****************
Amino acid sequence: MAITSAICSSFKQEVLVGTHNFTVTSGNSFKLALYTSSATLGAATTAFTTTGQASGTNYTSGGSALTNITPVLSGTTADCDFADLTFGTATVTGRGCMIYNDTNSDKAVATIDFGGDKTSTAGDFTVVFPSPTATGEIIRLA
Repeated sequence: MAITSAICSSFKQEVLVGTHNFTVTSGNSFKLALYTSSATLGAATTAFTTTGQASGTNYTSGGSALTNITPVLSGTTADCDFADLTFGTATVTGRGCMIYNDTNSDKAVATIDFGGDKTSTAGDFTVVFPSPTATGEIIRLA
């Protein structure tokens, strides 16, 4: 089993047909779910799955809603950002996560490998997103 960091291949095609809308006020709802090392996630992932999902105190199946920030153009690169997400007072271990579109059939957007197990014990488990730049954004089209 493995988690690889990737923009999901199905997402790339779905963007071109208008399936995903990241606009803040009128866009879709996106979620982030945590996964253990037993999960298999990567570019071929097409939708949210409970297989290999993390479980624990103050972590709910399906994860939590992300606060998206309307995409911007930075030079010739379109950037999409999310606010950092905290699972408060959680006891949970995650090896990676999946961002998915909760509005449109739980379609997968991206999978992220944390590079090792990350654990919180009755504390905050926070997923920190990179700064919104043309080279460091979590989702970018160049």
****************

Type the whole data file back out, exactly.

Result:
Amino acid sequence: MAITSAICSSFKQEVLVGTHNFTVTSGNSFKLALYTSSATLGAATTAFTTTGQASGTNYTSGGSALTNITPVLSGTTADCDFADLTFGTATVTGRGCMIYNDTNSDKAVATIDFGGDKTSTAGDFTVVFPSPTATGEIIRLA
Repeated sequence: MAITSAICSSFKQEVLVGTHNFTVTSGNSFKLALYTSSATLGAATTAFTTTGQASGTNYTSGGSALTNITPVLSGTTADCDFADLTFGTATVTGRGCMIYNDTNSDKAVATIDFGGDKTSTAGDFTVVFPSPTATGEIIRLA
């Protein structure tokens, strides 16, 4: 089993047909779910799955809603950002996560490998997103 960091291949095609809308006020709802090392996630992932999902105190199946920030153009690169997400007072271990579109059939957007197990014990488990730049954004089209 493995988690690889990737923009999901199905997402790339779905963007071109208008399936995903990241606009803040009128866009879709996106979620982030945590996964253990037993999960298999990567570019071929097409939708949210409970297989290999993390479980624990103050972590709910399906994860939590992300606060998206309307995409911007930075030079010739379109950037999409999310606010950092905290699972408060959680006891949970995650090896990676999946961002998915909760509005449109739980379609997968991206999978992220944390590079090792990350654990919180009755504390905050926070997923920190990179700064919104043309080279460091979590989702970018160049």